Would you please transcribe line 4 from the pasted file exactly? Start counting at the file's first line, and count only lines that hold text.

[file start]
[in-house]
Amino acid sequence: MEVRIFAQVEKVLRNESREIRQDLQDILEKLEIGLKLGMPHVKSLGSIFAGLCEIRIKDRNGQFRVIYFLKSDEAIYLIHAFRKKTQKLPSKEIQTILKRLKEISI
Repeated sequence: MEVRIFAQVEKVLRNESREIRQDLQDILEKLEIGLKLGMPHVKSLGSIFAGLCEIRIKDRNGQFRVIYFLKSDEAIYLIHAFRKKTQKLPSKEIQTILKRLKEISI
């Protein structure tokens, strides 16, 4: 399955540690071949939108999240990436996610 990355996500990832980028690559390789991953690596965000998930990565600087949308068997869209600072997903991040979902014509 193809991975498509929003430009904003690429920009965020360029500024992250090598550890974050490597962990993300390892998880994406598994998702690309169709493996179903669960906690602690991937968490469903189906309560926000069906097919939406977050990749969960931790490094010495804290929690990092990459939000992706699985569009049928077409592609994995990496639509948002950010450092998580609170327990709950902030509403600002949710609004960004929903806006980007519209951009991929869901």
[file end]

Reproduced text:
């Protein structure tokens, strides 16, 4: 399955540690071949939108999240990436996610 990355996500990832980028690559390789991953690596965000998930990565600087949308068997869209600072997903991040979902014509 193809991975498509929003430009904003690429920009965020360029500024992250090598550890974050490597962990993300390892998880994406598994998702690309169709493996179903669960906690602690991937968490469903189906309560926000069906097919939406977050990749969960931790490094010495804290929690990092990459939000992706699985569009049928077409592609994995990496639509948002950010450092998580609170327990709950902030509403600002949710609004960004929903806006980007519209951009991929869901």